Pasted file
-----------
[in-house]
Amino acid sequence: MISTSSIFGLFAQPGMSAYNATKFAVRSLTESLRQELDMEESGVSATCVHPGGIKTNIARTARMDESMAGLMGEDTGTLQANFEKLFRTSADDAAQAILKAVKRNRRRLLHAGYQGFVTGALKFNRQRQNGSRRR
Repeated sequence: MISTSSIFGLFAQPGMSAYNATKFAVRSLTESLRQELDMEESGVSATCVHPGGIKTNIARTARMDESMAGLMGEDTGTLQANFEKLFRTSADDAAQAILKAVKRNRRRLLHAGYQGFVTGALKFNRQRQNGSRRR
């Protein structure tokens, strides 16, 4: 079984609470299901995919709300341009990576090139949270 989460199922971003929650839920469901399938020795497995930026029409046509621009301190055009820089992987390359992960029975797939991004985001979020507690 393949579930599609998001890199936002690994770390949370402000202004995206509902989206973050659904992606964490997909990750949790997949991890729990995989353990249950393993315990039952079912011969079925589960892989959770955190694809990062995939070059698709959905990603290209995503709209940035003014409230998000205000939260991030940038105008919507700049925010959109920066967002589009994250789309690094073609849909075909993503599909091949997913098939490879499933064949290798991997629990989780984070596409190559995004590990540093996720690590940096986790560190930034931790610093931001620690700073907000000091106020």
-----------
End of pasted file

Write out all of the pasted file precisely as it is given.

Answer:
[in-house]
Amino acid sequence: MISTSSIFGLFAQPGMSAYNATKFAVRSLTESLRQELDMEESGVSATCVHPGGIKTNIARTARMDESMAGLMGEDTGTLQANFEKLFRTSADDAAQAILKAVKRNRRRLLHAGYQGFVTGALKFNRQRQNGSRRR
Repeated sequence: MISTSSIFGLFAQPGMSAYNATKFAVRSLTESLRQELDMEESGVSATCVHPGGIKTNIARTARMDESMAGLMGEDTGTLQANFEKLFRTSADDAAQAILKAVKRNRRRLLHAGYQGFVTGALKFNRQRQNGSRRR
């Protein structure tokens, strides 16, 4: 079984609470299901995919709300341009990576090139949270 989460199922971003929650839920469901399938020795497995930026029409046509621009301190055009820089992987390359992960029975797939991004985001979020507690 393949579930599609998001890199936002690994770390949370402000202004995206509902989206973050659904992606964490997909990750949790997949991890729990995989353990249950393993315990039952079912011969079925589960892989959770955190694809990062995939070059698709959905990603290209995503709209940035003014409230998000205000939260991030940038105008919507700049925010959109920066967002589009994250789309690094073609849909075909993503599909091949997913098939490879499933064949290798991997629990989780984070596409190559995004590990540093996720690590940096986790560190930034931790610093931001620690700073907000000091106020």